Lost in translation? Check out these mobile apps

Lost in translation? Check out these mobile apps

Summary: Available on both Android and Apple iOS, the new TextGrabber + Translator supports 40 world languages. But it's not the only game in town.

TOPICS: SMBs, Mobility

If your year-end business travel plans include some stops outside your native country, but you're not fluent in anything but your native tongue, document capture technology developer ABBYY has released a mobile translation app that could make it simpler for you to get around without a printed dictionary.

The application for either Android or Apple iOS, called TextGrabber + Translator, works by capturing printed text (from a sign, menu, train schedule, or piece of tourist collateral) and digitizing it. 

Once it's in that form, you can ask for a translation into any one of 40 world languages (via integration with the Google Translate engine and ABBYY Lingvo Dictionaries). If you're using the software on an iOS device, you can choose to have the translation read out loud, using text-to-speech capabilities.

It doesn't work if you write something down to translate; I tested that feature, so if you need to convert something you have scribble, you are out of luck and need to try one of the other options I've listed below. But you can create a history of notes for research purposes.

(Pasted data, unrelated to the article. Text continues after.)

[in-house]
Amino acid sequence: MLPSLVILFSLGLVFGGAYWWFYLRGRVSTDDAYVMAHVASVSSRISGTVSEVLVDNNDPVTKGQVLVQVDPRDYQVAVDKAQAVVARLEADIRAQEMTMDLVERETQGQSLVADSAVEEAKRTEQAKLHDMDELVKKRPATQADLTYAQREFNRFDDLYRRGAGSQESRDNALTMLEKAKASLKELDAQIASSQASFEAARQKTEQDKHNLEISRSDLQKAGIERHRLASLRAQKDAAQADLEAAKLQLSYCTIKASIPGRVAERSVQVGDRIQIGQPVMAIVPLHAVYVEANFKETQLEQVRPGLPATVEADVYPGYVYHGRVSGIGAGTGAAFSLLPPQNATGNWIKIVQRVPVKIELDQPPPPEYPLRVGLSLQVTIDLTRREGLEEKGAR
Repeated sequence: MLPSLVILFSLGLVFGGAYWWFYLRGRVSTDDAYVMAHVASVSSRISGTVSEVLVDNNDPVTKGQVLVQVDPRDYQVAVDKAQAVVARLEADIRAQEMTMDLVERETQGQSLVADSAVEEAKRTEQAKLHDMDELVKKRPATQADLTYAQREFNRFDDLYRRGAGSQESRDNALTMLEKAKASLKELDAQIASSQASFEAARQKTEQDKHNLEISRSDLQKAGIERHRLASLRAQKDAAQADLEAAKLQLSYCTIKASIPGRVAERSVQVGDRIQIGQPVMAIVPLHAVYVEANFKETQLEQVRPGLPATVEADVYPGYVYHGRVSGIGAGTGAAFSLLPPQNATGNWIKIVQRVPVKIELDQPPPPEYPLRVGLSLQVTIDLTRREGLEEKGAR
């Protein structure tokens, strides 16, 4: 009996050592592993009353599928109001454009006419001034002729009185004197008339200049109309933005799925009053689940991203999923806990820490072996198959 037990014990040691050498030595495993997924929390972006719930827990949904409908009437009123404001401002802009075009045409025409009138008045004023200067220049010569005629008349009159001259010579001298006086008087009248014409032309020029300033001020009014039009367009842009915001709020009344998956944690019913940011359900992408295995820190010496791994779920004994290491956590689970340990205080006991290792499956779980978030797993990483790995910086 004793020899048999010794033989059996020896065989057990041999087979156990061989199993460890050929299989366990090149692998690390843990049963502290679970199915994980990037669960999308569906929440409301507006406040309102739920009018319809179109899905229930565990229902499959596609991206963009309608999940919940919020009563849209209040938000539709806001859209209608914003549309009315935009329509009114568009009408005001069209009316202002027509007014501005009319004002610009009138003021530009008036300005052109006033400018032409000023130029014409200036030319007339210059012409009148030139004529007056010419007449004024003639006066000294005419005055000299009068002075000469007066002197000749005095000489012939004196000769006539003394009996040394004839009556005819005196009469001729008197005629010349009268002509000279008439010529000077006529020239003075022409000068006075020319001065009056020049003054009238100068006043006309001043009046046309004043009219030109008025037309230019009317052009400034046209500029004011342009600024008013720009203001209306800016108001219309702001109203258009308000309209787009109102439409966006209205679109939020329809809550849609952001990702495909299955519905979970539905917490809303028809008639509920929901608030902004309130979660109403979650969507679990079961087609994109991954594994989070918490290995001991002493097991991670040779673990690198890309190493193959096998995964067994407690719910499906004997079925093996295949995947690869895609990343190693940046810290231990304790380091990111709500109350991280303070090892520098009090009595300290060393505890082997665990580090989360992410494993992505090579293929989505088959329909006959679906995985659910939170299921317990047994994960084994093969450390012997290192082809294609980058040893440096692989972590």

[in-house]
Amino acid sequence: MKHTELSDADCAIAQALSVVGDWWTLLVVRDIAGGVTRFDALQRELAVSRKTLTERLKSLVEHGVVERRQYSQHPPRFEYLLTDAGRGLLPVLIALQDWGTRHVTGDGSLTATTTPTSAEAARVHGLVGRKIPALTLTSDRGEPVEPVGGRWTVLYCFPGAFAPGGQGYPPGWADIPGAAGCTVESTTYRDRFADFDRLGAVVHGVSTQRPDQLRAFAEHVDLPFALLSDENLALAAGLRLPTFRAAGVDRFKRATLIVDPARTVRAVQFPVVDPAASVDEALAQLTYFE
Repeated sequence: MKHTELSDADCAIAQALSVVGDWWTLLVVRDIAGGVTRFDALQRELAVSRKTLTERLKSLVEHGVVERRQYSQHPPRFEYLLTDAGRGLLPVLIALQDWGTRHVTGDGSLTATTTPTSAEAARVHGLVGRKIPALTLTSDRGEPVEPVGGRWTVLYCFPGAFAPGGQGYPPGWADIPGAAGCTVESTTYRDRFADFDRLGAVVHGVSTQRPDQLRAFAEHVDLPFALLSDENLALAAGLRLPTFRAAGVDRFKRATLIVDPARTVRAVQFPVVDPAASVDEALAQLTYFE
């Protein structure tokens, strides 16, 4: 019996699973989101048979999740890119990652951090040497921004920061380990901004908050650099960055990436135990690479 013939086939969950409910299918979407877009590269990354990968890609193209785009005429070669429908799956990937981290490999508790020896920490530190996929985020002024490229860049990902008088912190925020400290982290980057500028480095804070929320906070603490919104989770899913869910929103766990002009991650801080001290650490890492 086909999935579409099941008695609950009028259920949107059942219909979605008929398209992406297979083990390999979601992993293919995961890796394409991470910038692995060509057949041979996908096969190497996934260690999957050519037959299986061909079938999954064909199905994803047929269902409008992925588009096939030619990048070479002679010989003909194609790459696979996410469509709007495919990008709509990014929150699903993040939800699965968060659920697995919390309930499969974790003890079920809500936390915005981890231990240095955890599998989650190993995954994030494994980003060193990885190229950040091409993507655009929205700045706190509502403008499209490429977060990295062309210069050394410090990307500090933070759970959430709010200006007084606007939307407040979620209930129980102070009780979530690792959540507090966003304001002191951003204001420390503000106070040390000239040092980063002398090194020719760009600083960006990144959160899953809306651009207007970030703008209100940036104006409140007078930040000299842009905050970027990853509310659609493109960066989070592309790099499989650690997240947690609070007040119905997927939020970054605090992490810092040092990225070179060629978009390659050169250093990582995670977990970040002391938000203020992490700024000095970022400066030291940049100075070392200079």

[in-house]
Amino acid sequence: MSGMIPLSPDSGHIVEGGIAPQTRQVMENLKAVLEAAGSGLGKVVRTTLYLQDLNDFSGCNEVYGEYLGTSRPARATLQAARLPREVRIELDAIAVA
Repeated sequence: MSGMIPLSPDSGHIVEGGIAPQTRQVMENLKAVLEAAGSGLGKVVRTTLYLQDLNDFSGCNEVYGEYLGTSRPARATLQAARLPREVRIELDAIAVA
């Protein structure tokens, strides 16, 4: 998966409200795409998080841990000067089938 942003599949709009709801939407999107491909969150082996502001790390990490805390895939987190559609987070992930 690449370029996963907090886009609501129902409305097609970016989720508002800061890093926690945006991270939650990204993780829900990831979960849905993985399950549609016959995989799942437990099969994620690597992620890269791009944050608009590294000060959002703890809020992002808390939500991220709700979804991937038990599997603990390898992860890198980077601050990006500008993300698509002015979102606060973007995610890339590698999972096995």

The TextGrabber + Translator is priced at $5.99 on both mobile platforms. It's not the only translation application available, of course. Here are four other well-established ones you might consider that work on both Apple iOS and Android devices:

  1. iHandy Translator Pro ($1.99) - Translates sentences or phrases into any one of 52 destination languages.
  2. Google Translate (Free) - Converts text (including handwritten notes, which seems to be unique to this technology) between about 70 supported languages.
  3. iTranslate (Free, in-app purchases for premium services) - Translates both spoken words and written text in more than 70 languages.
  4. World Lens ($4.99 for specific language-to-language pair support) - Works with clear images taken of signs, and other printed material. Supports English, Italian, Spanish, Portuguese, German and French.

Topics: SMBs, Mobility

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  • Sorry, but Google Translate is nowhere near good enough

    to be used for ANYTHING. Not even light translation.

    It rarely translates anything right because it uses literal translation .. which is never close to conversational translation. In fact, most of the poorly written articles about foreign news can be traced back to translations done with Google Translate.

    If you want good translations, I found Bing Translator and freetranslation com to be a million times better and more accurate.